RIVET: A pilot study run for “INVICTUS” – re-inventing influenza vaccine efficacy trials.
STILTS-2: A study examining common and rare genetic variants associated with thinness.
TASMINH4: An interventional study on telemonitoring and/or self-monitoring of blood pressure in hypertension.
TIME: To investigate the importance of time of dosing in treating hypertension and reducing the risk of cardiovascular events.
TRANSFORM-3: An interventional drug study to evaluate the efficacy, safety, and tolerability of an Intranasal drug Plus an oral antidepressant in adults with Treatment-resistant Depression.
CEDAR: (Information will be made available soon)
If you have any questions or would like further information about our research studies then please contact Sophie Maslen on 01865 244428. All clinical research carried out is thoroughly checked and approved by ethical committees thus ensuring it is appropriate and safe to perform. Your participation is entirely voluntary and can be withdrawn by yourself at any time without an explanation required. You are under no obligation to participate in any research project that you are invited to take part in. Your care and your relationship with your doctor or nurse will not be affected in any way if you decided not to take part in a research study. You will always receive clear information about what taking part in a research study would involve. You will have the opportunity to ask questions and obtain further details about a study.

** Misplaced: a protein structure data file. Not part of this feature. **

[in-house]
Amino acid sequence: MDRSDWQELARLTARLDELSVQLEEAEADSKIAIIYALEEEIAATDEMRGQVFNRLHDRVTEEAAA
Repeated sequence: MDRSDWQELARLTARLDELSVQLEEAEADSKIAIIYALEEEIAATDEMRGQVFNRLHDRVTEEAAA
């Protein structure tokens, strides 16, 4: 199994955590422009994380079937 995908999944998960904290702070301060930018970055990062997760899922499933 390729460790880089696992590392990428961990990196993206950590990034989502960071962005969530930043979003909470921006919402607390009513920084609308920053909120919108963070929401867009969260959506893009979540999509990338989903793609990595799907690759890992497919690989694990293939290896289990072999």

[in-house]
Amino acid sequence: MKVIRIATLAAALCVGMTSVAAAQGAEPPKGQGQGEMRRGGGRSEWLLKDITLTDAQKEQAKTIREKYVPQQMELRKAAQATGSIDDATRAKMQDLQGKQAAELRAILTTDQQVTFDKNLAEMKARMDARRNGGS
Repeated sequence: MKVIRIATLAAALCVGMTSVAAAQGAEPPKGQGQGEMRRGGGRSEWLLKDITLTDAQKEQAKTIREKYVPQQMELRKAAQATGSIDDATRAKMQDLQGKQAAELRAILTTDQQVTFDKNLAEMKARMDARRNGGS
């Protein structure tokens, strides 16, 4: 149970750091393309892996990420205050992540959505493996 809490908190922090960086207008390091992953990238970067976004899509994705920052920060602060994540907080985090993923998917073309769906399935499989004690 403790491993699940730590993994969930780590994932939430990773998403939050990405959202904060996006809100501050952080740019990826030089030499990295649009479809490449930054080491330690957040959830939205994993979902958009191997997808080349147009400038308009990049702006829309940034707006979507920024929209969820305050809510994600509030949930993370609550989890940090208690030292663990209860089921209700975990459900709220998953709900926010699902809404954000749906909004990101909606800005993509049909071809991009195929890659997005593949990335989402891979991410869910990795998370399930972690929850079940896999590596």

For further information, please visit:
National institute for Health and Research: CRN: Primary Care specialty: http://www.nihr.ac.uk/nihr-in-your-area/primary-care/
Get in touch with INVOLVE, a national group supporting public involvement in research: http://www.invo.org.uk/
People in Research. This site has a searchable database of involvement opportunities: https://www.peopleinresearch.org/
For more general information on patient participation at practice level, please look at http://www.napp.org.uk/
(Dr Belinda Lennox, Dr Nick Wooding, Sophie Maslen, Liga Rugena)